‘Test after test doctors would tell us ‘it came back normal.’ How? Why are they coming back normal? My son seems to be getting worse, NOT better.’

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“I found out I was pregnant at 8 weeks with my son. At 13 weeks and 2 days I was told my son was lifeless and his heart had stopped beating. That moment replays in my head everyday. I didn’t believe it at the time, I don’t know if it was because my heart was shattered and numb but for some reason I had faith my son was ok. I prayed endlessly day and night. A week later I had to go back to get an ultrasound and my ‘lifeless’ baby was sucking his thumb with a heartbeat of 178 beats per minute! On December 12, 2015, I gave birth to a healthy 6lb 8oz baby boy named Andres Iverson Torres, or to us, Buba. Six hours into our journey my sister-in-law noticed his lips were turning purple. The doctors rushed him to the NICU to find out he couldn’t breathe. My son was in the NICU three weeks with oxygen which was terrifying. After that, he was able to come home. For the first five months of his life he was a healthy chunky boy.

Pregnant woman stands in field as her husband stands behind her with his hands on her hips
Courtesy of Andrea Torres
Baby boy sits in carseat ready to go home after being in NICU for a few weeks
Courtesy of Andrea Torres

When he turned six months our blue sky turned grey. He had his first seizure and was admitted to the hospital and hooked up to machines. I had never seen so many wires and so many lights! The neurologist came in saying, ‘momma your son is experiencing silent seizures’. I thought to myself, ‘how long has he had this? Was it something I did?’ I had so many questions. To this day, most of my questions still haven’t been answered. By nine months his pediatrician diagnosed him with Hypotiona, a muscle disorder known as floppy baby syndrome (weak muscle tone) and failure to thrive. She told us ‘he won’t be able to walk, run, hold a spoon, or hold his toys .’ Everything in life we take for granted my son was not going to be able to do. My son has Hypotonia I’d tell friends and family. ‘What is that?,’ people would respond. I don’t blame them for not knowing as it is a rare condition that more than 88.3% of people have never heard of. There isn’t any cure and doctors don’t know what causes it. Test after test doctors would tell us ‘it came back normal.’ How? Why are they coming back normal if my son seems to be getting worse and not better? I can still see the confused look doctors got on their faces as they just shrugged and ordered more tests. I understood their perseverance as there had to be a scientific explanation to all of this. Maybe one day we will get one.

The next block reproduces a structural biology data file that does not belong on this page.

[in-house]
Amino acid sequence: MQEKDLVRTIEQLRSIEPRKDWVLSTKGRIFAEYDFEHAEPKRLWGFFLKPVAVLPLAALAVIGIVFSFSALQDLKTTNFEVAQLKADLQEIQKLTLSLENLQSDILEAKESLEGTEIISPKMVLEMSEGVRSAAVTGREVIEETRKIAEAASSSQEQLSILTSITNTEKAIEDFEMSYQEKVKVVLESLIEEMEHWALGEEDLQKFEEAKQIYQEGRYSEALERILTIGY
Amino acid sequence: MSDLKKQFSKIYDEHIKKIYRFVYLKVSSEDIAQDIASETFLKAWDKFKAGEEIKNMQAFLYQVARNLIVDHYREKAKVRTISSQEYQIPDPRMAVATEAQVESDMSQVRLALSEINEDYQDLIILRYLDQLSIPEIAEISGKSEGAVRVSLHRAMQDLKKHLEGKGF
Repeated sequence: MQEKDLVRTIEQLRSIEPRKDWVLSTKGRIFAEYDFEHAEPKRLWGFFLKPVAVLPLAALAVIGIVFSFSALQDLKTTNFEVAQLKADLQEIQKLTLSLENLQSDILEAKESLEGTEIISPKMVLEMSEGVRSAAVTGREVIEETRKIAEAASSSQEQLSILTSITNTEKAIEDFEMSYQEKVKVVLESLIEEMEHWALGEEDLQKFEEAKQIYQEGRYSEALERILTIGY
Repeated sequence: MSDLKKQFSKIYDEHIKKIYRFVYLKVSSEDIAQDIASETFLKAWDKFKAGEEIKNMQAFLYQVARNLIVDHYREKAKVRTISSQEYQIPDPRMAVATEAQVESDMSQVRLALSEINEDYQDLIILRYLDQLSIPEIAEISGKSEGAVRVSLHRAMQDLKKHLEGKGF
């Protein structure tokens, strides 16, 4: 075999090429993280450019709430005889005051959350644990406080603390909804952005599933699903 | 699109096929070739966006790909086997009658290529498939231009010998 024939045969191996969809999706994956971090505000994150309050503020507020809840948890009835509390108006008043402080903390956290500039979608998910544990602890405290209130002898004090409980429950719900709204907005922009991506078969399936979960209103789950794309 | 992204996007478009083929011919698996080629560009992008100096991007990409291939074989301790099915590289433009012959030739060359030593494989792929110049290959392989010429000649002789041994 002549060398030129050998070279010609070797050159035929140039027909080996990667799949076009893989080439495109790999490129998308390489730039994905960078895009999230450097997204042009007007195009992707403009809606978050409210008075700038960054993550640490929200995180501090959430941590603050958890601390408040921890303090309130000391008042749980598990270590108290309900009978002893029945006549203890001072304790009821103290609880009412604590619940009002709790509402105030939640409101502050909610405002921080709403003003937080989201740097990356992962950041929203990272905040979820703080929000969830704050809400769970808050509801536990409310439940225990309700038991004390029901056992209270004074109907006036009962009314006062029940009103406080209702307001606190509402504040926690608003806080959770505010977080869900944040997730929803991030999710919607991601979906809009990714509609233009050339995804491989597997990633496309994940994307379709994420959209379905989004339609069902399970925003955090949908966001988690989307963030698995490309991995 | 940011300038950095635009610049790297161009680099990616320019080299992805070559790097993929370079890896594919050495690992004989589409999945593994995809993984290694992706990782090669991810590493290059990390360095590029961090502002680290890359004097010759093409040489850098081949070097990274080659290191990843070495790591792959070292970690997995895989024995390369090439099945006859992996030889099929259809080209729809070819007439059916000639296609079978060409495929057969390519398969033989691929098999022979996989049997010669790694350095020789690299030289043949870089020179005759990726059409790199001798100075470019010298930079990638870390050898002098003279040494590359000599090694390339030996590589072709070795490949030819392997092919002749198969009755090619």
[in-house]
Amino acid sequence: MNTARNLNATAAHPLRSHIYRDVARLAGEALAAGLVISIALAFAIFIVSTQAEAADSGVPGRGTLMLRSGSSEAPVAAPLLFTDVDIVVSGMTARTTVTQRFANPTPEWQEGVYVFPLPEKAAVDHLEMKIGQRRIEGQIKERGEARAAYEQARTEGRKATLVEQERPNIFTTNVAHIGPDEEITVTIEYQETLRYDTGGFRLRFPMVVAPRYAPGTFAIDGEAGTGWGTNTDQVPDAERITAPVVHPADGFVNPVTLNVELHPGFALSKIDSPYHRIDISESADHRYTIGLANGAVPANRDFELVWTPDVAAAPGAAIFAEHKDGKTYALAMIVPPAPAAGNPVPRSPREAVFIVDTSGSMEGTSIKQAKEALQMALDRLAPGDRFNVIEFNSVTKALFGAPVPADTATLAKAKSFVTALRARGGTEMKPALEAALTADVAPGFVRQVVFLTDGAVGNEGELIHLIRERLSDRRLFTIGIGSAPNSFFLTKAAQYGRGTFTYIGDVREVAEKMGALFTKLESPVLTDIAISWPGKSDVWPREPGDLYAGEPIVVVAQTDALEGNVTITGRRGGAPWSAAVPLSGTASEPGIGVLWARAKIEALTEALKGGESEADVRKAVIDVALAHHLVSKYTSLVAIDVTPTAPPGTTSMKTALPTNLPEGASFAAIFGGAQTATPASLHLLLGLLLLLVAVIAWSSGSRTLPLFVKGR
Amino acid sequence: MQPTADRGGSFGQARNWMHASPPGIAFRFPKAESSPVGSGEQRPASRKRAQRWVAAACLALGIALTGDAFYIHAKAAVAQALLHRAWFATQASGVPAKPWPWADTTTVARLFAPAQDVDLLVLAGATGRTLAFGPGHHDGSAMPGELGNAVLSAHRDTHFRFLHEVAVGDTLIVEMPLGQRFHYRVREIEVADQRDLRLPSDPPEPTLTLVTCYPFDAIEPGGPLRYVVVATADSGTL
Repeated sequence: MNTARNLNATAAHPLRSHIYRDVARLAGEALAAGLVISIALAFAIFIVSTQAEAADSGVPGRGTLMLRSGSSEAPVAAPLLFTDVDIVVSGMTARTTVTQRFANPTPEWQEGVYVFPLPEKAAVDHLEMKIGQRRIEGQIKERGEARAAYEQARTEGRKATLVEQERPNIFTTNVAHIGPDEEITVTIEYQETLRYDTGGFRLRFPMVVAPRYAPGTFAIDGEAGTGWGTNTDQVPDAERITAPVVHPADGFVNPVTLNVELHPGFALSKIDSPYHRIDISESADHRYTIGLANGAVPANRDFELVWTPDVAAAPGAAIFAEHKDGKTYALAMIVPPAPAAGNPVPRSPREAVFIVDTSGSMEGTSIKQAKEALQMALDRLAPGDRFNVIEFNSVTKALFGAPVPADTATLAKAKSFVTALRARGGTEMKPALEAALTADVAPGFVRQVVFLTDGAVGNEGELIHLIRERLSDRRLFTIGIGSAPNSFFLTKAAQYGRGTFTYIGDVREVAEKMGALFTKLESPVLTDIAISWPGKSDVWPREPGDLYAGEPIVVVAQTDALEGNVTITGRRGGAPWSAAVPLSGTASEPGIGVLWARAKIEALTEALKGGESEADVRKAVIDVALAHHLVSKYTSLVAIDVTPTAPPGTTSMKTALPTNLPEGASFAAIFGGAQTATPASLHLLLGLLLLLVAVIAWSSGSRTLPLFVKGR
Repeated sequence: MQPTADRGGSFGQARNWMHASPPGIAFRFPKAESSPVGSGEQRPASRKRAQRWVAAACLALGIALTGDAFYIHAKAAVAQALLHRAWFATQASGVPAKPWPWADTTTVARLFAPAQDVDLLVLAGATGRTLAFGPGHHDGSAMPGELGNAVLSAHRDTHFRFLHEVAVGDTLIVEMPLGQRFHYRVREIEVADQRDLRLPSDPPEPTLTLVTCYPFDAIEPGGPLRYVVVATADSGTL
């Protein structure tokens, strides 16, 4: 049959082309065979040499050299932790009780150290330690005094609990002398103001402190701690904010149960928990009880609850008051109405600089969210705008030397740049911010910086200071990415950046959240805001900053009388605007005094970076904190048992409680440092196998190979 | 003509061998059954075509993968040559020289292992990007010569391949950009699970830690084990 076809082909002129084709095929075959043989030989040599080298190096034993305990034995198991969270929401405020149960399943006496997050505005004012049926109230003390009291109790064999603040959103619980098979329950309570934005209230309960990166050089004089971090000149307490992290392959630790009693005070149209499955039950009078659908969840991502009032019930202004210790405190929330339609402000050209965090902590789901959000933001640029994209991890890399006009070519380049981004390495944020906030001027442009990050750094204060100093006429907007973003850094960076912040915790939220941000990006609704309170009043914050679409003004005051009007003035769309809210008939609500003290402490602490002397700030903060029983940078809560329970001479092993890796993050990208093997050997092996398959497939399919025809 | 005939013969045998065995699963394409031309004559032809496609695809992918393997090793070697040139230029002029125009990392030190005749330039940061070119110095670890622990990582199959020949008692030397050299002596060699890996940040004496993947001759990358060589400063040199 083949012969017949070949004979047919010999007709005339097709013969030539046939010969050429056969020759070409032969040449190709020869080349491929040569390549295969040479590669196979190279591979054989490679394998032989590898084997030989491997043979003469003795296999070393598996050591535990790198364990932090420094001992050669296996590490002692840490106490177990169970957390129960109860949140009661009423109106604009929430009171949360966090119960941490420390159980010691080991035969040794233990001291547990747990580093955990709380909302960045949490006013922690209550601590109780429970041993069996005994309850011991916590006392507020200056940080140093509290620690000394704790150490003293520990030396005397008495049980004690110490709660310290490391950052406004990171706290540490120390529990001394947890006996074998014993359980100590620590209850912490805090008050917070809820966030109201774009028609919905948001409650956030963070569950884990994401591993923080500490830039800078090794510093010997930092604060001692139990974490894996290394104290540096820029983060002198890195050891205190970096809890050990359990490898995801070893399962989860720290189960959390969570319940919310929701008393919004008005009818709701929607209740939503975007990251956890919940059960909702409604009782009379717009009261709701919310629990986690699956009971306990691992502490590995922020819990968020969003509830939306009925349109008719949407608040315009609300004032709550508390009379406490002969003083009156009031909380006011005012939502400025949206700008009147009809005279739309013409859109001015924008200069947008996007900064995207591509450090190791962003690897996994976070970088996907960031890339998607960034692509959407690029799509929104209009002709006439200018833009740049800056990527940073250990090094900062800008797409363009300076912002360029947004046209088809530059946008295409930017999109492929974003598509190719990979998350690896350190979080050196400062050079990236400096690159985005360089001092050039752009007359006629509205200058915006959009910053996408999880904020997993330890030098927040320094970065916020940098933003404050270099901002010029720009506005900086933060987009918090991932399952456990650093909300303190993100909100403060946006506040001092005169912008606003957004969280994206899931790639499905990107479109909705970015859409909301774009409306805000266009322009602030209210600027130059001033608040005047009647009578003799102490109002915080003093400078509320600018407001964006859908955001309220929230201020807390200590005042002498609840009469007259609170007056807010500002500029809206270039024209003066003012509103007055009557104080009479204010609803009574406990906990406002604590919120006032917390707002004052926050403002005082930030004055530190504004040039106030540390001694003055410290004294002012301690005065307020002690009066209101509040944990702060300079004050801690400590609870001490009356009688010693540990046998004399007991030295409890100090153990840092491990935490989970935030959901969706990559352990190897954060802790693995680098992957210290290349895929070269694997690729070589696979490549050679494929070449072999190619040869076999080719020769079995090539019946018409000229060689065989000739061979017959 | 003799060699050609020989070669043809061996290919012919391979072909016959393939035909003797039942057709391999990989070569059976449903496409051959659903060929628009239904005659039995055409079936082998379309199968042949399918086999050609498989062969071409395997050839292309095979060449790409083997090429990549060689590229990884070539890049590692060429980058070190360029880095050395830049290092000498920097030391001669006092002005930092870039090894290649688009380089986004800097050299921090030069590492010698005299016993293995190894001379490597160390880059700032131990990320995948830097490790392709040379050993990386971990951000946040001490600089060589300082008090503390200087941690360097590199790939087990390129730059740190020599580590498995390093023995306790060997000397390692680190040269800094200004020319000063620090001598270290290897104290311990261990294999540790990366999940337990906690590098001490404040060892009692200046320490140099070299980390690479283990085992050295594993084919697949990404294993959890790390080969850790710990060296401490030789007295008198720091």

Baby with Hypotiona lays in crib in hospital with pacifier in his mouth and bandage on forehead
Courtesy of Andrea Torres
Baby with Hypotiona lays on stomach smiling with his head resting on his arms
Courtesy of Andrea Torres